Humidity dominated the air the past two days after a spell of crisp, clear mornings and evenings. The walks have been lovely. The leaves scurry about. Finally raindrops splatter the parched earth here in St. Charles County. The thunder rumbles. A lovely sound. Our Labrador, Midnight does not seem to mind it too much. It has been a long while to hear these stormy sounds. No walk outside tonight for safety sake. If it was just rain, well I would welcome a walk in the rain! I will finish my daily quota of steps indoors while vacuuming the floors.
The wind begun to rock the grass
With threatening tunes and low, —
He flung a menace at the earth,
A menace at the sky.
The leaves unhooked themselves from trees
And started all abroad;
The dust did scoop itself like hands
And throw away the road.
The wagons quickened on the streets,
The thunder hurried slow;
The lightning showed a yellow beak,
And then a livid claw.
The birds put up the bars to nests,
The cattle fled to barns;
There came one drop of giant rain,
And then, as if the hands
That held the dams had parted hold,
The waters wrecked the sky,
But overlooked my father’s house,
Just quartering a tree.
~ Emily Dickinson
A sprout, green shoots of hope appeared in the garden bed today. My chives have surfaced from its winter hibernation. It had been 10 weeks when we left the Deanna Greens greenhouse in Defiance, just before Thanksgiving. By lantern light we harvested all the herbs and greens we had left that evening. There had not been need to get to the farm since snow has been close to null, no need to check on the 3-season structure. Dean, Midnight, and I observed signs of where an animal had laid on the other side of the bed. Our labrador sniffed the area thoroughly “who has been sleeping in my bed?!”
This mild sunny afternoon in early February called my name to the countryside. Perusing our 3-season structure, and then for a long walk around Boone Hollow Farm with Dean and Midnight. Midnight lead the way up the hill, passed the farm neighbor’s sprouting garlic field we help plant in November. Then a stroll along the cedar ridge, down another neighbor’s gravel driveway, back near our greenhouse, then over to the barn, and circling the brush piles before our return to the greenhouse. Our landlord must have set the one brush pile on fire as there were a few lasting embers and a small trail of smoke surrounded by ashes. Present moment, mindful observations of nature. The walk and fresh air revived my soul after this weary week.
Hope is like those February sprouts of chives and garlic. Perennial faith believes a flourishing crop and bountiful harvest in the not too far future. Lasting embers will once again ablaze a fire to light up the darkness and give warm comfort. The ashes of cancer lie on the ground while my daughter lights the world with her strength, faith, and love.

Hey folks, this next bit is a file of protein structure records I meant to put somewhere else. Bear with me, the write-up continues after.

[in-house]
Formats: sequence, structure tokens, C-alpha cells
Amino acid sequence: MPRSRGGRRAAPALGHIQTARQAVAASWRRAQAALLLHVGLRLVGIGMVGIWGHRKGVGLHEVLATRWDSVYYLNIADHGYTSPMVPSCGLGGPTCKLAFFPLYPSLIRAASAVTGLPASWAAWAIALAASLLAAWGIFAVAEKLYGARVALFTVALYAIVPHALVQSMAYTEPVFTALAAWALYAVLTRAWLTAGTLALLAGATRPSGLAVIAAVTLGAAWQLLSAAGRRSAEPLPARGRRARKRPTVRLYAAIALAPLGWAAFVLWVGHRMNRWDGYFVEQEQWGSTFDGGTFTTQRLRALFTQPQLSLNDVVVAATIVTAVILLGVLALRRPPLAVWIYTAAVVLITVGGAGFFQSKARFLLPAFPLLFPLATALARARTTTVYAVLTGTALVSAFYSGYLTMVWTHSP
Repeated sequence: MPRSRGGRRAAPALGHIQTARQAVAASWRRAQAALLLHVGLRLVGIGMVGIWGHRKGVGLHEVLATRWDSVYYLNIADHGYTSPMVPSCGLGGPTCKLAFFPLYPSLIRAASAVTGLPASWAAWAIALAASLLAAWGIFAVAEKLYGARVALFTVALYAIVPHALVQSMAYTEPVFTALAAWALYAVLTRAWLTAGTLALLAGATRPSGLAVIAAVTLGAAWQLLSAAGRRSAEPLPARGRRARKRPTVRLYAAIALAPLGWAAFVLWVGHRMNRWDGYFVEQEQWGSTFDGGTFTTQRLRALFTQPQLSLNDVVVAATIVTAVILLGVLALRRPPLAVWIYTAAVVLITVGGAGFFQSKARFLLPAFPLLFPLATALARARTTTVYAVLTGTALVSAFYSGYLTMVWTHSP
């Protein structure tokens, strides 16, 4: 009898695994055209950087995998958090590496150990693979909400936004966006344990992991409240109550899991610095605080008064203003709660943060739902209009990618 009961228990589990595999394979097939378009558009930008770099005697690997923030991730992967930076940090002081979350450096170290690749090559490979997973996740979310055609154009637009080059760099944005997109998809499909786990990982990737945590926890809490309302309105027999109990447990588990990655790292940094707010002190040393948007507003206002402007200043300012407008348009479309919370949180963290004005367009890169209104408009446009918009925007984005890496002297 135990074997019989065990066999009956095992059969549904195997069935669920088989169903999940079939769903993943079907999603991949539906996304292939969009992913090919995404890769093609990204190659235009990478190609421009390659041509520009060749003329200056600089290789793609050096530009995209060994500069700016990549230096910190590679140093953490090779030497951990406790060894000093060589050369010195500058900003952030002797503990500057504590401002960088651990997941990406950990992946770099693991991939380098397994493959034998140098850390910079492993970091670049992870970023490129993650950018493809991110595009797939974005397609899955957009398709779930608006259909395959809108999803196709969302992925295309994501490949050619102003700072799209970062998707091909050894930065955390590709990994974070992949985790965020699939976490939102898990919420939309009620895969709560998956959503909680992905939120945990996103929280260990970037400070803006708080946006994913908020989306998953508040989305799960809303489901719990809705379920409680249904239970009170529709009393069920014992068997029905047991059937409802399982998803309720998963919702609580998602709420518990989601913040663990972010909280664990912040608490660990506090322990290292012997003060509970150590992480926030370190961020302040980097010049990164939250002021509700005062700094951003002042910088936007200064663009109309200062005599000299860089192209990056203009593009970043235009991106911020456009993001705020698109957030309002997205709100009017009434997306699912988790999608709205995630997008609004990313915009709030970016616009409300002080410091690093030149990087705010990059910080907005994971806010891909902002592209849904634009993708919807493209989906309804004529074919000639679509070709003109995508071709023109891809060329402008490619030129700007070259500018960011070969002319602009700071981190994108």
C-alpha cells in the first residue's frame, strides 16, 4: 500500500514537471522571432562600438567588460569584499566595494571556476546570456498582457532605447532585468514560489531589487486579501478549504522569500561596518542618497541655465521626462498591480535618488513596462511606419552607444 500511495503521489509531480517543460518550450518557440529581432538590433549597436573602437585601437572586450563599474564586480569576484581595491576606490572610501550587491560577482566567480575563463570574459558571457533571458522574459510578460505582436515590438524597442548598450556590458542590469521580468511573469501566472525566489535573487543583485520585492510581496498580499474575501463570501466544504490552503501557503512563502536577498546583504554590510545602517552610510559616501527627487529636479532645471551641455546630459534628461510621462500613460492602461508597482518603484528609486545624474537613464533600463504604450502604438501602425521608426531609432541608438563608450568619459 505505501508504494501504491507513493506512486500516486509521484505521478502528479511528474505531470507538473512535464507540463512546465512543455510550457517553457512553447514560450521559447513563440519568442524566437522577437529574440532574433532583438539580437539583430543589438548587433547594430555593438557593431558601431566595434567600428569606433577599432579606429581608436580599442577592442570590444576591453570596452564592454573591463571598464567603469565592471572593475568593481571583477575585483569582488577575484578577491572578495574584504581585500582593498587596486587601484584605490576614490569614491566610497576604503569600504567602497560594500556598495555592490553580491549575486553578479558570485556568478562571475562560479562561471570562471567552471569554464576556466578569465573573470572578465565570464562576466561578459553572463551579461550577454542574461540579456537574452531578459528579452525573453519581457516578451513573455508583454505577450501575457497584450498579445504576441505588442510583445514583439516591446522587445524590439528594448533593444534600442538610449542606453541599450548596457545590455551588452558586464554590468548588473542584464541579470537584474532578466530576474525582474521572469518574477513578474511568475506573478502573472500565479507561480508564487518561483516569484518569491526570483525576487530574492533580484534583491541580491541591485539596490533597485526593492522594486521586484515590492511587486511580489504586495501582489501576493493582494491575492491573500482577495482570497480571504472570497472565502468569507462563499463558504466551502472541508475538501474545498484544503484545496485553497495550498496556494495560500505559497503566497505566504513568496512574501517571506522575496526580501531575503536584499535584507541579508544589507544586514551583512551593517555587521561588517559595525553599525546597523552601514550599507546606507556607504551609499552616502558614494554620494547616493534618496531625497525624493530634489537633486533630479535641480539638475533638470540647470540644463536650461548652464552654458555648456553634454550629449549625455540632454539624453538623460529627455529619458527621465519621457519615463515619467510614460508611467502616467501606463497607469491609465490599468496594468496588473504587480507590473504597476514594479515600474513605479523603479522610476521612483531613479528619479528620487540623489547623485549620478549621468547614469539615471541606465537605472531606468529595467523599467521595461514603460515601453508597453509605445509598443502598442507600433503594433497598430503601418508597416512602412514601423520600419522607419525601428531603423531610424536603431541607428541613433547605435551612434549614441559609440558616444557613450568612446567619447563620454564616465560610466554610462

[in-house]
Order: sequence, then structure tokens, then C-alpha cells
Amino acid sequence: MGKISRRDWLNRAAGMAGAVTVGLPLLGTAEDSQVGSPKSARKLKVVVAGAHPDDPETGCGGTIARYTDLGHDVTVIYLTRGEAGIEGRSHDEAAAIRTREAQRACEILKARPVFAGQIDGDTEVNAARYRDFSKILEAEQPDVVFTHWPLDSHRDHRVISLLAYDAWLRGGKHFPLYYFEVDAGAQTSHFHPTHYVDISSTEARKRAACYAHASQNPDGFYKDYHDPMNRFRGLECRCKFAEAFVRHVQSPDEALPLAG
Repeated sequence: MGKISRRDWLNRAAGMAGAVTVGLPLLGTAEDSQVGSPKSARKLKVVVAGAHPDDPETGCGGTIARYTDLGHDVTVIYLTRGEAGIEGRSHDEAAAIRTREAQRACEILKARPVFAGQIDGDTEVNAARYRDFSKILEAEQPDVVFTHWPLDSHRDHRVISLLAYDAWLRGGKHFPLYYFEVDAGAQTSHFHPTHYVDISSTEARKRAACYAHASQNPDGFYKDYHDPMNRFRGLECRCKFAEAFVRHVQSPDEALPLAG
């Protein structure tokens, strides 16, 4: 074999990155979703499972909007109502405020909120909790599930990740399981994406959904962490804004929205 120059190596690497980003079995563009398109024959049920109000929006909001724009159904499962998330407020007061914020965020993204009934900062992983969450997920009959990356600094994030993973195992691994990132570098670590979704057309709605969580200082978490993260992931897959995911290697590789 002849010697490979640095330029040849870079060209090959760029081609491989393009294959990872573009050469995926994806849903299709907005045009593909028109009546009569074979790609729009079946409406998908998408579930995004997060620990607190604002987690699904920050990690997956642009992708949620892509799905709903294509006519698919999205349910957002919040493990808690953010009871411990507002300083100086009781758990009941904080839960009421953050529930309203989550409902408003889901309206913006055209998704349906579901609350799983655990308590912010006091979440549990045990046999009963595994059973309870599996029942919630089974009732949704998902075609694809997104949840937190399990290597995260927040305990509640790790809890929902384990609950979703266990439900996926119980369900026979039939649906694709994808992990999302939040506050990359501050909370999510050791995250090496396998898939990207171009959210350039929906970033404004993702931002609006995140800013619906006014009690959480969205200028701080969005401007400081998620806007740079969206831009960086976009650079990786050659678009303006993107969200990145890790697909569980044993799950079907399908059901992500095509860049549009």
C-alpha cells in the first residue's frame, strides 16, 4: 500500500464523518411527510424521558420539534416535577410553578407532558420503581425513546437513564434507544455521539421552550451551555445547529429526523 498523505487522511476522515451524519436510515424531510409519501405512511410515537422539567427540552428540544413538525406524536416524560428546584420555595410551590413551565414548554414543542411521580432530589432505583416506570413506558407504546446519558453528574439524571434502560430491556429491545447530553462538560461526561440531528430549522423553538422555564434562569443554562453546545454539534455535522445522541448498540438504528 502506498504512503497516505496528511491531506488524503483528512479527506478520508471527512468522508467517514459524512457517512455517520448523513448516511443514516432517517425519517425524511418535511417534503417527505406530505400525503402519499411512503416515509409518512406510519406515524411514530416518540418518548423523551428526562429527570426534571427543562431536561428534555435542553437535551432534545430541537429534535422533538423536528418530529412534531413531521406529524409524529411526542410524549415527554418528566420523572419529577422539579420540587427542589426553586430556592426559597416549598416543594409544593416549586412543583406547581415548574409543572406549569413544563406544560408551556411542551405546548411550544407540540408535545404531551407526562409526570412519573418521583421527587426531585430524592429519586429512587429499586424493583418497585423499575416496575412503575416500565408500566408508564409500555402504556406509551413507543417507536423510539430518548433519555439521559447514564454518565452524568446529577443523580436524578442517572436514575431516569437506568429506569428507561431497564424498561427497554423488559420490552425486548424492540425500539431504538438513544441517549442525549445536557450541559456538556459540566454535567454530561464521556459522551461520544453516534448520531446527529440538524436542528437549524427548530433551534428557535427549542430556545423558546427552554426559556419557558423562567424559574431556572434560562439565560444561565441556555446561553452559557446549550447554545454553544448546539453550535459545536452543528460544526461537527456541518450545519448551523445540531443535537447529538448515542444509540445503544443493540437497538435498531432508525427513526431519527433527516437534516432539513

Many times, life becomes one motion after another, autopilot. I write to think, to feel, to reconnect. I wrote a Haiku poem over a year ago after a creative co-worker during the holiday season was promoting some nontraditional interoffice good cheer with a Haiku contest on Haiku Day. I shared mine with my co-workers and here on my blog. See https://deannagreensandgardenart.wordpress.com/2011/12/22/happy-haiku-day/. I have an interest to continue this writing style, as it keeps me on a walk, and I feel during my walk. The Japanese refer to this as “ginko”, maybe because of the ginko trees they see during their walk.
Check out http://www.wikihow.com/Write-a-Haiku-Poem on the differences between English and Japanese haiku, and more details on this writing style. “Haiku uses an economy of words to paint a multi-tiered painting, without ‘telling all'”, according to the Wikipedia reference Garrison, Denis M. Hidden River: Haiku. Modern English Tanka Press. p. iii. ISBN 978-0-615-13825-1. Here is my Haiku after today’s walk at my lunch break …
Earth maken new life ~
Worm underneath sprouts of green
Orange breast robin feast.
This past weekend I had the opportunity to walk the streets of my town as my chauffeur hubby (our EarthDance Farm friends call him “Dean the Drivin Daffodil”) was out-of-town with the white whale van, and our jeep is still lame. Though I wanted to get to church for Saturday was the annual Remembrance Mass. My father had passed away 1 month ago, and we as a church community prayers said together for many other deceased families. Very moving ceremony, the grace of God was evident. The walk is about 2.5 miles, took 40 minutes and another 40 back home. Cool crisp frosty morning. It warmed up as the morning went along. I was fortunate to have sidewalks most of the route. Then Sunday, I walked the other direction about 1 mile to another church to assist with catering of donuts and coffee. Walked back home, though challenged with an area of no sidewalks, and no sign to indicate a warning of such. I had to cross a very busy road to find the sidewalk. Next week I will attend a lecture at Washington University in regards to street designs sponsored by TrailNet. Lector John Norquist, the president and CEO of the Congress for the New Urbanism will speak on some projects in the St. Louis area. Do you walk or ride a bike to church, work, or play? Please share your alternative transportation experiences.
Every Tuesday and Thursday the employees of St. Louis County have an opportunity to walk the streets of Clayton, Missouri. Our personal trainer from Gold’s Gym, Phil brings us out of our offices and work stations to the beautiful outdoors. Absorbing vitamin D in the sun and breathing fresher oxygen all the while exercising. In a fleeting moment I captured a photo while we waited for the traffic light to change. Happy walkers, we are!